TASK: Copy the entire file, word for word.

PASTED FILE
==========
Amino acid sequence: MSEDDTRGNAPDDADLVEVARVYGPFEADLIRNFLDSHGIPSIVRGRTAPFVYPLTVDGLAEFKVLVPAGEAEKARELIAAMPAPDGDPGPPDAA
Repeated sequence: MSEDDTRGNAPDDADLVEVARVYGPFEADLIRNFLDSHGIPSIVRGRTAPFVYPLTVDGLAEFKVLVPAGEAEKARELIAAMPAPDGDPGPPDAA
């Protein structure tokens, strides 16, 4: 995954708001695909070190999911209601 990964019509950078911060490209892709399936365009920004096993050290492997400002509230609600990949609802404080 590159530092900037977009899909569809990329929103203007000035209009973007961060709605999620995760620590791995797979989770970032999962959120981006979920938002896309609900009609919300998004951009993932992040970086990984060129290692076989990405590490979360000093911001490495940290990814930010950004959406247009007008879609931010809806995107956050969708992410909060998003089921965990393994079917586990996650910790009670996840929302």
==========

Amino acid sequence: MSEDDTRGNAPDDADLVEVARVYGPFEADLIRNFLDSHGIPSIVRGRTAPFVYPLTVDGLAEFKVLVPAGEAEKARELIAAMPAPDGDPGPPDAA
Repeated sequence: MSEDDTRGNAPDDADLVEVARVYGPFEADLIRNFLDSHGIPSIVRGRTAPFVYPLTVDGLAEFKVLVPAGEAEKARELIAAMPAPDGDPGPPDAA
């Protein structure tokens, strides 16, 4: 995954708001695909070190999911209601 990964019509950078911060490209892709399936365009920004096993050290492997400002509230609600990949609802404080 590159530092900037977009899909569809990329929103203007000035209009973007961060709605999620995760620590791995797979989770970032999962959120981006979920938002896309609900009609919300998004951009993932992040970086990984060129290692076989990405590490979360000093911001490495940290990814930010950004959406247009007008879609931010809806995107956050969708992410909060998003089921965990393994079917586990996650910790009670996840929302």